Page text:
The incidence rate of epidemic model plays a quite important role in describing the evolution of infectious disease, and system (1) chose bilinear ones, that is, and . However, bilinear incidence rate becomes unrealistic when the number of the infective individual is getting larger . Hence a large amount of research selects nonlinear incidence rates, such as saturated incidence rate of the form , and incidence rate with media coverage effect of the form . In practice, the incidence function is frequently difficult to obtain because the details of disease transmission vary in different conditions. Therefore choosing generalized incidence rates may allow epidemic models to be more flexible in handling realistic data. For model (1), we replace with to denote the generalized incidence rate between susceptible and infective birds, and replace with to denote the generalized incidence rate between susceptible human and infective birds, then the model becomes
where the logistic function is plugged in, and the recovered population is removed since it has no effect on the dynamics of susceptible population and infective population. Furthermore, the transmission of influenza is disturbed by various noises in the environment, such as the unpredictable contact with infected ones, population mobility and meteorological factors. It is shown that environment fluctuations have a important effect on the development of infectious disease   . For instance, Meng et al.  showed that a large stochastic disturbance can cause infectious diseases to go to extinction, and Li et al.  also found that the average number of infected individuals always with the increase of noise intensity.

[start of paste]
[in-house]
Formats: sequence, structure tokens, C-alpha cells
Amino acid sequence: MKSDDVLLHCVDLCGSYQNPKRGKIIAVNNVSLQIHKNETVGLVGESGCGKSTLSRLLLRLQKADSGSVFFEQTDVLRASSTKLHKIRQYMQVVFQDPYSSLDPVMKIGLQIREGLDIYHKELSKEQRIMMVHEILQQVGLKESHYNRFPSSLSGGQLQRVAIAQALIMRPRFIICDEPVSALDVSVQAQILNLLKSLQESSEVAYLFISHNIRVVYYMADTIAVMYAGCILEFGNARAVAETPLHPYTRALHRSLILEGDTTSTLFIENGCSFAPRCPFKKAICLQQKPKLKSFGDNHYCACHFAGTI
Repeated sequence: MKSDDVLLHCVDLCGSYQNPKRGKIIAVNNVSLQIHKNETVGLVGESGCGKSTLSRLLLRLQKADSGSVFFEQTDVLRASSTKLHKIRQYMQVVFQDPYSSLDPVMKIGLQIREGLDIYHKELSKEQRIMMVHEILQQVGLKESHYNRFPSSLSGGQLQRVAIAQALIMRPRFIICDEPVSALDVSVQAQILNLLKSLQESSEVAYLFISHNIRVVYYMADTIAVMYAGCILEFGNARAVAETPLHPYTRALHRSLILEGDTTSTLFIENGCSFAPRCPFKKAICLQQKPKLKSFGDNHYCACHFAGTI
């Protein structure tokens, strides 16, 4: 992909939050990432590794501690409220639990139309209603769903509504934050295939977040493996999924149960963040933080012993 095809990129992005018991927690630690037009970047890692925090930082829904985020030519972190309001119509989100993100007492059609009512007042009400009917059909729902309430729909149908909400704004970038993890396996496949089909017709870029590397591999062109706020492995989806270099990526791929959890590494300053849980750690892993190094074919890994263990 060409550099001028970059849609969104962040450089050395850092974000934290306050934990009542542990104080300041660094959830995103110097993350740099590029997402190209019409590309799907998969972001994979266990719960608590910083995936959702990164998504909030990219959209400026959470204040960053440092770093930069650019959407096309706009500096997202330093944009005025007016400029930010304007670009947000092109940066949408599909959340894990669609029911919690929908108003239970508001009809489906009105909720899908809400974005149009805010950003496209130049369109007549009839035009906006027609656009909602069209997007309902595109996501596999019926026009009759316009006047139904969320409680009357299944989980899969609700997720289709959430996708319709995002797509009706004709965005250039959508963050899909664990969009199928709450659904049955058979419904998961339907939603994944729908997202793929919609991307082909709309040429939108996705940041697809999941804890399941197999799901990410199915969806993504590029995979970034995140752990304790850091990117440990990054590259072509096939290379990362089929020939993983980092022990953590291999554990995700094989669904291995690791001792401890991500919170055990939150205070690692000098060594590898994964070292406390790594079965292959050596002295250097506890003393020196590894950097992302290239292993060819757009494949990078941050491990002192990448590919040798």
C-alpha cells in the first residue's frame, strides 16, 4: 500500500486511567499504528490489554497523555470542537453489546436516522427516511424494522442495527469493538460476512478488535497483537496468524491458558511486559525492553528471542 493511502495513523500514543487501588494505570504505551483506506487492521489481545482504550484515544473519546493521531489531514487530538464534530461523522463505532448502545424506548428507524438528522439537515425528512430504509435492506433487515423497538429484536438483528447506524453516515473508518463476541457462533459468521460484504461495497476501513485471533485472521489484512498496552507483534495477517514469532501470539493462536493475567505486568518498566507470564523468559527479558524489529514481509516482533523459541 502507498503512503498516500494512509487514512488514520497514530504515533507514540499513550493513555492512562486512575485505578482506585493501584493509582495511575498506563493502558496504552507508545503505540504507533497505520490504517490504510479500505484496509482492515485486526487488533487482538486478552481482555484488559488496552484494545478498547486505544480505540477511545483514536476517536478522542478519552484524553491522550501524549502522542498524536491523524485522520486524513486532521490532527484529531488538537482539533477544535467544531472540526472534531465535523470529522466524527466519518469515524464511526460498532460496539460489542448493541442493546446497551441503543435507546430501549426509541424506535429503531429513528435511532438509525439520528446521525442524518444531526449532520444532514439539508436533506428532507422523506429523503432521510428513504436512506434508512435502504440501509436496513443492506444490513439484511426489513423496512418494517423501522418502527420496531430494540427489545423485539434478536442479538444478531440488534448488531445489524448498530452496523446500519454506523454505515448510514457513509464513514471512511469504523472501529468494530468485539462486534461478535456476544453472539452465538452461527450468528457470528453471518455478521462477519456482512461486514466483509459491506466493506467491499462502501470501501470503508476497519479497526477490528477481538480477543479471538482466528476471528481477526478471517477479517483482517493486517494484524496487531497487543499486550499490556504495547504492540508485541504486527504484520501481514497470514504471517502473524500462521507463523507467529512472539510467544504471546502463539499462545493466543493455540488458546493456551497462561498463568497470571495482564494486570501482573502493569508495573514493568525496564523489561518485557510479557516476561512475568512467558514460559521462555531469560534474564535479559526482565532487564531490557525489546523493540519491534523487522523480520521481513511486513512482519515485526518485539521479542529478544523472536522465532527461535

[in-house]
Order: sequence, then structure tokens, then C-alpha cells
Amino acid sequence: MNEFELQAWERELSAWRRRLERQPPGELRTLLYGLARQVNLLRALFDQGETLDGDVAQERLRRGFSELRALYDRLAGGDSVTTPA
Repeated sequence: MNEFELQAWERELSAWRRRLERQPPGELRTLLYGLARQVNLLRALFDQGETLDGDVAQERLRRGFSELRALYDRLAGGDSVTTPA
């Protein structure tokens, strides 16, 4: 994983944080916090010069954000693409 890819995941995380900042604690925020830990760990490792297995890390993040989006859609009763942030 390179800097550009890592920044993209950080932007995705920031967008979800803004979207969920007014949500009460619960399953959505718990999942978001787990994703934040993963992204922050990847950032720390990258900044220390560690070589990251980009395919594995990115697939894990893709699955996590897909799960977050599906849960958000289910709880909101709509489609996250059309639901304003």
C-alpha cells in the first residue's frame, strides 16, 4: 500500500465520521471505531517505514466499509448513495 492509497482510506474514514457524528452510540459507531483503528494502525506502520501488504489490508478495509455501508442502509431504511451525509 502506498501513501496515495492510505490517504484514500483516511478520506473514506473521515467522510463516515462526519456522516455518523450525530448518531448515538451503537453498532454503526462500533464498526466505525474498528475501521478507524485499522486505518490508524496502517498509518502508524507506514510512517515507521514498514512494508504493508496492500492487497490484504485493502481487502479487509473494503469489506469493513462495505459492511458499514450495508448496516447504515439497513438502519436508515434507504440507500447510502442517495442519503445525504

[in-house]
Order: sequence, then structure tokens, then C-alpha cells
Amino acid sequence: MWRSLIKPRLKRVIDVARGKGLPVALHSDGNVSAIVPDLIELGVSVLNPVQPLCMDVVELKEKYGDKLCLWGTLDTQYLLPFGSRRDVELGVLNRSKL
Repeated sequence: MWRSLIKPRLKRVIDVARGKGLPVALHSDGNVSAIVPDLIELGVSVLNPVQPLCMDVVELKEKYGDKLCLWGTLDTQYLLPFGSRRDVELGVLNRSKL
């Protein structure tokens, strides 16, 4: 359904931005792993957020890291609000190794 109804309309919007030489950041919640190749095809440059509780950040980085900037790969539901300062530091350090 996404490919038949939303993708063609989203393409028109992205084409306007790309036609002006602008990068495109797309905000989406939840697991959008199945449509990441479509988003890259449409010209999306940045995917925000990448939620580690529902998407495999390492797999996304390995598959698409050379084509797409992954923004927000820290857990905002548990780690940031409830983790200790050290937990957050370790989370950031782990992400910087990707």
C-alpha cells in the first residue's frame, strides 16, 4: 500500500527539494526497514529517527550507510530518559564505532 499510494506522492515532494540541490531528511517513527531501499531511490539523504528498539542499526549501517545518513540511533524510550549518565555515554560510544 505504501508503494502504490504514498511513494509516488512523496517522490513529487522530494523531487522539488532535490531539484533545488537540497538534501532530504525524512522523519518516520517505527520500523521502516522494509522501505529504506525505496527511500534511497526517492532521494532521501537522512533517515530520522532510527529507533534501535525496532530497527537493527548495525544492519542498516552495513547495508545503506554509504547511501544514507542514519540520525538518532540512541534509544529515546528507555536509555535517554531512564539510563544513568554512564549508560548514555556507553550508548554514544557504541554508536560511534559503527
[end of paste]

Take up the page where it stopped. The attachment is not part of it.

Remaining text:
These observations imply that stochastic disturbance is conductive to epidemic diseases control. Many researches choose white noise as an appropriate representation of environmental random fluctuations and study the effect of stochastic disturbance on the dynamics of epidemic models. Motivated by the approach in , we introduce Gaussian white noise which is directly proportional to and , respectively, and finally arrive at the following stochastic model